The term herd immunity means that enough of a population has gained immunity to stifle a pathogen’s spread. You can think of herd immunity as being similar to fire starting in a field: If the field is dry and filled with weeds, the fire will catch and spread quickly.
However, if the field is well-maintained with watering and trimming, the fire will fizzle out.
Future embers that might land there will be far less likely to ignite.
The embers are much like SARS-CoV-2, the coronavirus that causes COVID-19.
Herd immunity can theoretically be achieved either through infection and recovery or by vaccination. The danger of trying to achieve herd immunity through infection is that many people will die or be forced to live with post-recovery disabilities.
Moreover, research has shown that the immune response resulting from infection does not always provide strong enough long-term protection against COVID-19 and its evolving strains. Thus, public health experts still recommend vaccination against the coronavirus to achieve the strongest and most reliable protection.
When the COVID-19 pandemic erupted, scientists quickly began to develop vaccines so that populations could develop immunity to slow the firelike spread of the coronavirus.
In the meantime, nearly all countries mandated or encouraged social distancing, masking and other public health measures.
Unfortunately, the disjointed implementation of these efforts, coupled with large-scale surges and the emergence of the highly transmissible delta variant, has forced public health experts to recalculate what it would take to reach “herd immunity” for COVID-19.
Prior experience with respiratory pathogens that were comparable to the new coronavirus allowed public health experts to make educated estimates of what would be needed to reach the lower threshold of herd immunity for COVID-19. Initially they believed that around 70% of the population would need to be vaccinated to effectively slow or stop the spread of SARS-CoV-2.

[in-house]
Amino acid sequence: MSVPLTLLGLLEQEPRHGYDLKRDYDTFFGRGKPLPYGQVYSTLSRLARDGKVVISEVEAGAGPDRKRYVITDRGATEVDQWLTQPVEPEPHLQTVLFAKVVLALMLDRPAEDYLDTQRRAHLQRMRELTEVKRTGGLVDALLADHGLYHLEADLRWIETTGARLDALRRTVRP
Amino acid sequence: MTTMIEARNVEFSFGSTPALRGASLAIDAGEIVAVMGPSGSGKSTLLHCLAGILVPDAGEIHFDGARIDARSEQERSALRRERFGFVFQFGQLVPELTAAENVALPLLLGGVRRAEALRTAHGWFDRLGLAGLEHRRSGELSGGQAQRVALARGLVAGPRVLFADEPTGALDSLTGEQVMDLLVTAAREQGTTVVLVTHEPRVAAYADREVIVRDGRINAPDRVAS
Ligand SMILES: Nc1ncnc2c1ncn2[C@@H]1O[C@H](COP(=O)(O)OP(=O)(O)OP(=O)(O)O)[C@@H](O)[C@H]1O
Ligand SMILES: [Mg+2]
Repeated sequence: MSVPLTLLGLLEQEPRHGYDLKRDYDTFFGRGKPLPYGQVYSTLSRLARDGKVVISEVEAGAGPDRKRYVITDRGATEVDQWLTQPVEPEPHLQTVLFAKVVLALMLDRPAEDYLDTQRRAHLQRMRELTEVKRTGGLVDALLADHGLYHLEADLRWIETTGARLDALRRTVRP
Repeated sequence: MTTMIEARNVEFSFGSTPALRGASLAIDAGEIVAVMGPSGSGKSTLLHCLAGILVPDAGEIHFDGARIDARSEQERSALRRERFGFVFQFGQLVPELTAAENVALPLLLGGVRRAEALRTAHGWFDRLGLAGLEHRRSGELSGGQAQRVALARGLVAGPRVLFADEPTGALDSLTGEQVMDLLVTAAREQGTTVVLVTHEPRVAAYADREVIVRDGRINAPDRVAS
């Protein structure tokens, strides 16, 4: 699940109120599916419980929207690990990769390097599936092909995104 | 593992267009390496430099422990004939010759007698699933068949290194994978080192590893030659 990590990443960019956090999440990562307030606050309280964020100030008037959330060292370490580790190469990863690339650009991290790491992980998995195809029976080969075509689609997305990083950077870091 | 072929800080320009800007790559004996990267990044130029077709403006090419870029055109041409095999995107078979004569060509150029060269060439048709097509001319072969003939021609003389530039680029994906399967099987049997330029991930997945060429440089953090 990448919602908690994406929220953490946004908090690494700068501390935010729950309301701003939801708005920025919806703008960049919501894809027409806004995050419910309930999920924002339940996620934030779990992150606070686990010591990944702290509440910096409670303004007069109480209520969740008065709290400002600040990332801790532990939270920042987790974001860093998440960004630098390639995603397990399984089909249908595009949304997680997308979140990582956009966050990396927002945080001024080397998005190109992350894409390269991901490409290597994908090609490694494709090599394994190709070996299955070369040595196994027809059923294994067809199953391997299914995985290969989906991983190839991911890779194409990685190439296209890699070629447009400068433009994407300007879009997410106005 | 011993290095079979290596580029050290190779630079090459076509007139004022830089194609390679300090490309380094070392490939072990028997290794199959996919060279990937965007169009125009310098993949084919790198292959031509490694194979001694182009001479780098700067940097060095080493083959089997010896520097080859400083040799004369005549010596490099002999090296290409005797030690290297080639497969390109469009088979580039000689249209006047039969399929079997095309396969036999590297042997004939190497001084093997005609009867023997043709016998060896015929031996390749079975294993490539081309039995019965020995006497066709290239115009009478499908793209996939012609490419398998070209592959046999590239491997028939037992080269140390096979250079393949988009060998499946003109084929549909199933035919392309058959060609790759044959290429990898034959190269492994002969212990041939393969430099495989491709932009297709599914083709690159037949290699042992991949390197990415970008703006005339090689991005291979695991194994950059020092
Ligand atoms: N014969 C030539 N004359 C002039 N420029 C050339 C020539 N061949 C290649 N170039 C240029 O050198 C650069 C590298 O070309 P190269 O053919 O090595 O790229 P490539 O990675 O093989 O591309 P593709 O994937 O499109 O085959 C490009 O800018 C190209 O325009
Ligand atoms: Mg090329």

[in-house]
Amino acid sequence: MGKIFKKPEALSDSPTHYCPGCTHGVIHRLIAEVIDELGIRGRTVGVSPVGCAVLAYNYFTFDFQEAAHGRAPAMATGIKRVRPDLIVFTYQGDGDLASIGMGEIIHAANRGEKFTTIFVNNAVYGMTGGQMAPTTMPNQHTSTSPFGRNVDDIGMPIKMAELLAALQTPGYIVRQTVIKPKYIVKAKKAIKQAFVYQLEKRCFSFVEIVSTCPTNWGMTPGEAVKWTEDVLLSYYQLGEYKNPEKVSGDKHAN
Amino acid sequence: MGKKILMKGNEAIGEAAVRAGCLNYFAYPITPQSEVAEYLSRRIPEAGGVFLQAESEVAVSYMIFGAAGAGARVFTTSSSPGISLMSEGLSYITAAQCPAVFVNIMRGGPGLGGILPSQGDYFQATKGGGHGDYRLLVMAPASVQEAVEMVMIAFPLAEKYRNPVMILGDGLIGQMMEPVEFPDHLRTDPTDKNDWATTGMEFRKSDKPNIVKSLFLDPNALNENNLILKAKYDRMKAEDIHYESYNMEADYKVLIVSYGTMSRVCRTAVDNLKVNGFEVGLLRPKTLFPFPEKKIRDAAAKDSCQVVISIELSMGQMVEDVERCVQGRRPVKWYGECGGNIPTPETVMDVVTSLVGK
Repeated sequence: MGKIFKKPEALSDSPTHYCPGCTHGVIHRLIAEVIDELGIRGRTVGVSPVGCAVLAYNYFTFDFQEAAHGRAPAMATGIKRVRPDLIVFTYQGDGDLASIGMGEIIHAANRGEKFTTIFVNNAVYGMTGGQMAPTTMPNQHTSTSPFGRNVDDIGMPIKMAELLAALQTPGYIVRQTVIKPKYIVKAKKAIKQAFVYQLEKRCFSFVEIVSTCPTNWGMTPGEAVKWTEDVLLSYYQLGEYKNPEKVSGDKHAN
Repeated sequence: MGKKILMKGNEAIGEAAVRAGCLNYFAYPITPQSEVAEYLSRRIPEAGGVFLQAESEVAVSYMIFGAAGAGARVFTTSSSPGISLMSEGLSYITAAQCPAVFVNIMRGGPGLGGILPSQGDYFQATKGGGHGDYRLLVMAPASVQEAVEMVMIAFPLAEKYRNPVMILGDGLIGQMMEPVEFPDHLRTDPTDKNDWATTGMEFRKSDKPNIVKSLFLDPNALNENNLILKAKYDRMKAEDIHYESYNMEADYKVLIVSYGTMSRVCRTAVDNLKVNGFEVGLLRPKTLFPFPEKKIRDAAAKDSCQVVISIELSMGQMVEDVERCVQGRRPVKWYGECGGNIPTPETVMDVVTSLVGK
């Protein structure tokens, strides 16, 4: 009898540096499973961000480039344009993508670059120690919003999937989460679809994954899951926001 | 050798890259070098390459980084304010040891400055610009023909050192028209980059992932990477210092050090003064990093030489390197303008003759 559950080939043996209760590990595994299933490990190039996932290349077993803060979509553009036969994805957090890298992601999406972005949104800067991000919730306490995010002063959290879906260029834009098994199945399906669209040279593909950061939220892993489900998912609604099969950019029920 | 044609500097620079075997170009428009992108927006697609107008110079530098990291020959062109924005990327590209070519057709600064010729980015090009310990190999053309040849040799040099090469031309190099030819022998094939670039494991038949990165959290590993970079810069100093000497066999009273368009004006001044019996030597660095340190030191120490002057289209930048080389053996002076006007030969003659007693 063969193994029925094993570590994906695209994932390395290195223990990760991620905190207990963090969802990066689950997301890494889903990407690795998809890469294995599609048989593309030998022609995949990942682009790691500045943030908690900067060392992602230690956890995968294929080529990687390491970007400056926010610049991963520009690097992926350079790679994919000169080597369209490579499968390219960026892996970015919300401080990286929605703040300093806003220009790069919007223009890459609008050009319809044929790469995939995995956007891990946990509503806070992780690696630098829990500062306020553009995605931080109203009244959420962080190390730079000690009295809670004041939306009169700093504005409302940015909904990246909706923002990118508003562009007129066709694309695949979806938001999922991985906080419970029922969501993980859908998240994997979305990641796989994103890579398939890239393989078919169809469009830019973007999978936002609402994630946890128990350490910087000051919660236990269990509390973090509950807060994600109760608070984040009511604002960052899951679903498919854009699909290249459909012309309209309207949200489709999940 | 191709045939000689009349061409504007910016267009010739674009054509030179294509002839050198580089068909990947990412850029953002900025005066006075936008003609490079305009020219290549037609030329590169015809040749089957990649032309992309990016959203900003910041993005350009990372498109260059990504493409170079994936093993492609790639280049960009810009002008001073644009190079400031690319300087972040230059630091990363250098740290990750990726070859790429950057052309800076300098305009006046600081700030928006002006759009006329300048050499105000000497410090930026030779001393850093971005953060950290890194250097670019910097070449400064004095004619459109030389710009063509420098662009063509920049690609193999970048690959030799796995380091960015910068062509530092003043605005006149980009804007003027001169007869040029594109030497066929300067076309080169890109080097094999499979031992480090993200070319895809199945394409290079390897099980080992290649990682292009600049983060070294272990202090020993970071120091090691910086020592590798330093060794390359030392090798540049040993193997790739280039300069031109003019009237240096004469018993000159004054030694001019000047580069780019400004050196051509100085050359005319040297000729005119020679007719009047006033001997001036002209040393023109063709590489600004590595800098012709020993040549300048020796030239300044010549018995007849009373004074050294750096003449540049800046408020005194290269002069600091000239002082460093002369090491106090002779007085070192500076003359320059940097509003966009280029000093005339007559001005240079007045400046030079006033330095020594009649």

But with the delta variant continuing to spread rapidly around the world, experts revised that estimate. Now, epidemiologists and other public health officials estimate that closer to 90% of the U.S. population would need to be vaccinated to reach herd immunity for COVID-19.
Viruses like those that cause polio and measles required decades of education and vaccination programs to achieve herd immunity and to ultimately eliminate them in the U.S. But given that new U.S. cases of COVID-19 continue to number in the tens of thousands daily, it’s become clear that COVID-19 is going to stick around.
There are several reasons it will take some time to achieve COVID-19 herd immunity. The COVID-19 vaccines are currently authorized for some age groups but not others.
For perspective, roughly 90% of the U.S. population receives the measles, mumps and rubella vaccine — or MMR — as children, and 93% of the population is vaccinated against polio; both of these have been routine childhood immunizations for decades.
Since children make up more than 20% of U.S. residents, the country likely cannot reach COVID-19 herd immunity without widespread childhood vaccination, even if all eligible adults were vaccinated.
As of Nov. 1, 2021, only 67.8% of the total U.S. population ages 12 and up that are vaccine-eligible had been fully vaccinated. Experts have attributed this to multiple factors including vaccine hesitancy and the politicization of the pandemic.
Of course, no vaccine is perfect. Vaccinated people can have breakthrough infections, although the COVID-19 vaccines continue to effectively reduce the most severe cases of COVID-19.
In addition, research suggests that those who experience COVID-19 after vaccination may transmit the virus at lower transmission rates than those who are unvaccinated.
Editor’s note: Rodney E. Rohde is a professor of clinical laboratory science at Texas State University; Ryan McNamara is a research associate of microbiology and immunology at the University of North Carolina at Chapel Hill. This article is republished from The Conversation under a Creative Commons license. Read the original article at: theconversation.com.
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